DETROIT - Smoking marijuana is becoming more popular among U.S. teens even as they have cut down on smoking cigarettes, binge drinking, and using methamphetamine, a federal survey released yesterday found.

More teens also are getting high on prescription pain pills and attention-deficit drugs, according to eighth, 10th and 12th graders surveyed by the University of Michigan for the National Institute on Drug Abuse.

The increase of teens smoking pot is partly because the national debate over medical use of marijuana can make the drugs seem safer to teenagers, researchers said. In addition to marijuana, fewer teens also view prescription drugs and ecstasy as dangerous, which often means more could use them in the future, White House drug czar Gil Kerlikowske said.

"These latest data confirm that we must redouble our efforts to implement a comprehensive, evidence-based approach to preventing and treating drug use," Kerlikowske, the director of the Office of National Drug Control Policy, said in remarks prepared for his speech yesterday at the National Press Club in Washington.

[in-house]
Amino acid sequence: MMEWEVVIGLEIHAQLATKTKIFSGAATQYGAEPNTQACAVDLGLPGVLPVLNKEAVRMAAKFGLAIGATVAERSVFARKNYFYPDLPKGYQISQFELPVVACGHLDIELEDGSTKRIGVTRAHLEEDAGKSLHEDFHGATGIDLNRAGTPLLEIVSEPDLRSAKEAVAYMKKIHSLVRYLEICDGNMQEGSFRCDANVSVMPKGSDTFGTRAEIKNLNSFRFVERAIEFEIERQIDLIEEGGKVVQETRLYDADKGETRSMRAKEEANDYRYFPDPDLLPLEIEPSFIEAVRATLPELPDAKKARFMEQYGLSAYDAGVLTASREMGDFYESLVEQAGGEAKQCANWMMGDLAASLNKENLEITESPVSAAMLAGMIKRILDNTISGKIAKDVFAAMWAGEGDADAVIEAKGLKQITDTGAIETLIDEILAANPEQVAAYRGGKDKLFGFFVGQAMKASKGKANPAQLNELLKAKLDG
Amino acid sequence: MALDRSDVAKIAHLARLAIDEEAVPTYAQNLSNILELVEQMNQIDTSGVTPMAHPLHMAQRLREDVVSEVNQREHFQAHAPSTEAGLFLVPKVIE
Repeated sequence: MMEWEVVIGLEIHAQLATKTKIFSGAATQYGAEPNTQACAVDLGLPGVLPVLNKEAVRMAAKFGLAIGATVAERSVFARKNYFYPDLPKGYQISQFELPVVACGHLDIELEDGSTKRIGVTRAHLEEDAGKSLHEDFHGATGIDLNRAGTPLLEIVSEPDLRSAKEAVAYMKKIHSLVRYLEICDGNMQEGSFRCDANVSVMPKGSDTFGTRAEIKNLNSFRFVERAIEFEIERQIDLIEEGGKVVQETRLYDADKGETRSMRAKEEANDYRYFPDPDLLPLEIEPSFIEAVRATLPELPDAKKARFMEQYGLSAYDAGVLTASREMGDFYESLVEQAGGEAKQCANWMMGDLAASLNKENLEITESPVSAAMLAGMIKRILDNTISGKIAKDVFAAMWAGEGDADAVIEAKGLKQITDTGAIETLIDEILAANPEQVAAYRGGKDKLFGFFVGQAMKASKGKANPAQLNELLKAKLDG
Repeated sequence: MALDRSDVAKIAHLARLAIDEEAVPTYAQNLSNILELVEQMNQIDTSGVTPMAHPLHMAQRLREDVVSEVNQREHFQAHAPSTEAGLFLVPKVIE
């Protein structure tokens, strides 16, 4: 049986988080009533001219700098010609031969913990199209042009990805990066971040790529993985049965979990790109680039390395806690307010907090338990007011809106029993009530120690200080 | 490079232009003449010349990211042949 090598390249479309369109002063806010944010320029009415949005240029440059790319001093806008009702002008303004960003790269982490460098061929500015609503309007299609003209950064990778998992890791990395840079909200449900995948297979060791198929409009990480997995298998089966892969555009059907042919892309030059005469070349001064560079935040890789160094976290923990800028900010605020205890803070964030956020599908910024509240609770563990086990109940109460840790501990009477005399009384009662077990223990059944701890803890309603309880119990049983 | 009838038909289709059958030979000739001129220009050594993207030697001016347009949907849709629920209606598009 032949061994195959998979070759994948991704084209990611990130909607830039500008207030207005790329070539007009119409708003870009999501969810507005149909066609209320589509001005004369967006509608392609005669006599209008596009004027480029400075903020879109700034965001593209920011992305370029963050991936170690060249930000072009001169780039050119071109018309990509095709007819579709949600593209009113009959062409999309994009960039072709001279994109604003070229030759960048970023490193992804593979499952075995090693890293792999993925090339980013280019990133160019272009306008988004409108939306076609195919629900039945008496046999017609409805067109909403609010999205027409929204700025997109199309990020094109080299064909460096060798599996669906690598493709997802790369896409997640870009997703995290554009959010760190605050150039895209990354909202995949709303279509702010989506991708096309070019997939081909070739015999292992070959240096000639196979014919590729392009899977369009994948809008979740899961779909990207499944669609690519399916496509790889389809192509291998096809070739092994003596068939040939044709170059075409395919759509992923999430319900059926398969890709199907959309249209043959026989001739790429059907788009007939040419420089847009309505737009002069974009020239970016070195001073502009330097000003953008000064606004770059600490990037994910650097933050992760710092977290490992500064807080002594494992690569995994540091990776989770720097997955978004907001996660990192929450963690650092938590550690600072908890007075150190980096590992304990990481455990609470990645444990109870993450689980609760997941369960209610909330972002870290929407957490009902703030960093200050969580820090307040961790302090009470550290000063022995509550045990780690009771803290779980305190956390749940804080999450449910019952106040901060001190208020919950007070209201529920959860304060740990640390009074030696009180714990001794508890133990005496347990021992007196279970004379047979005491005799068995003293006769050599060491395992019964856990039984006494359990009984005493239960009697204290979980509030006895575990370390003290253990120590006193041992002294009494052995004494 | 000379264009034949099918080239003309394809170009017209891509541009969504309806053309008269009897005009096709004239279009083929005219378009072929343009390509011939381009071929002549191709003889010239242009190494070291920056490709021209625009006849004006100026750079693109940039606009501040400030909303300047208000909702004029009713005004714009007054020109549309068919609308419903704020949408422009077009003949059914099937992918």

Marijuana use, while well off peak levels of the late 1990s, has edged up. According to the study of 47,097 students, among 12th graders, 20.6 percent said they used it within the last month, compared with 19.4 percent in 2008 and 18.3 percent in 2006.

In the last year, the share of eighth graders who smoked pot was 11.8 percent, compared with 10.9 percent in 2008. Tenth graders' use was 26.7 percent this year and 23.9 percent in 2008. The percentage of 12th graders was 32.8 percent, compared with 32.4 percent in 2008.

"The upward trending of the past two or three years stands in stark contrast to the steady decline that preceded it for nearly a decade," said Lloyd Johnston, who has directed the annual survey since it started in 1975.

Marijuana's growing popularity is tied to how risky teens think it is, officials said.

"When the perception of the danger goes down, in the following years you see an increase in use," National Institute on Drug Abuse Director Nora Volkow said.

Volkow said teens falsely reasoned it's less dangerous to get high on prescription drugs "because they're endorsed by the medical community." But she said prescription narcotics such as OxyContin and Vicodin were highly addictive and could act as gateways to heroin.